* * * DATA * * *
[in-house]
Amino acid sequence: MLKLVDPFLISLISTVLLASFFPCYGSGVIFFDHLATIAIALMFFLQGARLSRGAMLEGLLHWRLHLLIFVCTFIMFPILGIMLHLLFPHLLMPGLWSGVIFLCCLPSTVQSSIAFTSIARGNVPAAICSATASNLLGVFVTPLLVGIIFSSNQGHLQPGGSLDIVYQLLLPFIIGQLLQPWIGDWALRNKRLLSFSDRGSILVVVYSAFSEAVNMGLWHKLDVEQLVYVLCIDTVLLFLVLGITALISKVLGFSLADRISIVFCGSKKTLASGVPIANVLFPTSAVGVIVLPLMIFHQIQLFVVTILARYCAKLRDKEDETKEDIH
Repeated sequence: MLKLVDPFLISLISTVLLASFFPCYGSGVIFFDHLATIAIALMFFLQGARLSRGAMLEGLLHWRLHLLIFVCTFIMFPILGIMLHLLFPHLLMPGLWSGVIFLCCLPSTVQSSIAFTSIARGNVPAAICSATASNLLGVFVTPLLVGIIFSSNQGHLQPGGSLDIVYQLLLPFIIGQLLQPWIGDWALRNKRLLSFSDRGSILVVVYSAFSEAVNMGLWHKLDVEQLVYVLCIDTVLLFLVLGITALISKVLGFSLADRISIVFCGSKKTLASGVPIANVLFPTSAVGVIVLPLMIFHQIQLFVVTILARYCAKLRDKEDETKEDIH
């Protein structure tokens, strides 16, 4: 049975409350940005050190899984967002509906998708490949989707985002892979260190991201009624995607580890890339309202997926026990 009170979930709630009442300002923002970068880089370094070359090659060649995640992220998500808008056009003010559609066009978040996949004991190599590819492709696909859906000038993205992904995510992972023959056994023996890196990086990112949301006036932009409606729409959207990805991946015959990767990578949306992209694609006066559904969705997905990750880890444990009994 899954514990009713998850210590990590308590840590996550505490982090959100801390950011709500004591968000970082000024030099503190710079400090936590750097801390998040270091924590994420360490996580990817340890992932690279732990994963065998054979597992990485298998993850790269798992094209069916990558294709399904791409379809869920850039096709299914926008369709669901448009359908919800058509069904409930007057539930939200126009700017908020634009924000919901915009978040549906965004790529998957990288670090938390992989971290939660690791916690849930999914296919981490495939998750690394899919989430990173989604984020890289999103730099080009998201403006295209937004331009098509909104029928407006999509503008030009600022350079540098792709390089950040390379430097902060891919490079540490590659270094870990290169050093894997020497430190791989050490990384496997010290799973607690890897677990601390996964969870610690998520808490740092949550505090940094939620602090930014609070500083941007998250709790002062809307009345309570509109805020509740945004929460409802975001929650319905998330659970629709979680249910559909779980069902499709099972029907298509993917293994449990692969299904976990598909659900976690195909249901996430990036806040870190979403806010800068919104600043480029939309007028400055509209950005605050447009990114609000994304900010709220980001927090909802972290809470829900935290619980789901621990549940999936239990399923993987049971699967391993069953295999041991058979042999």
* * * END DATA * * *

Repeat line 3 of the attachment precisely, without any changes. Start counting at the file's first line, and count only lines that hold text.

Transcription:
Repeated sequence: MLKLVDPFLISLISTVLLASFFPCYGSGVIFFDHLATIAIALMFFLQGARLSRGAMLEGLLHWRLHLLIFVCTFIMFPILGIMLHLLFPHLLMPGLWSGVIFLCCLPSTVQSSIAFTSIARGNVPAAICSATASNLLGVFVTPLLVGIIFSSNQGHLQPGGSLDIVYQLLLPFIIGQLLQPWIGDWALRNKRLLSFSDRGSILVVVYSAFSEAVNMGLWHKLDVEQLVYVLCIDTVLLFLVLGITALISKVLGFSLADRISIVFCGSKKTLASGVPIANVLFPTSAVGVIVLPLMIFHQIQLFVVTILARYCAKLRDKEDETKEDIH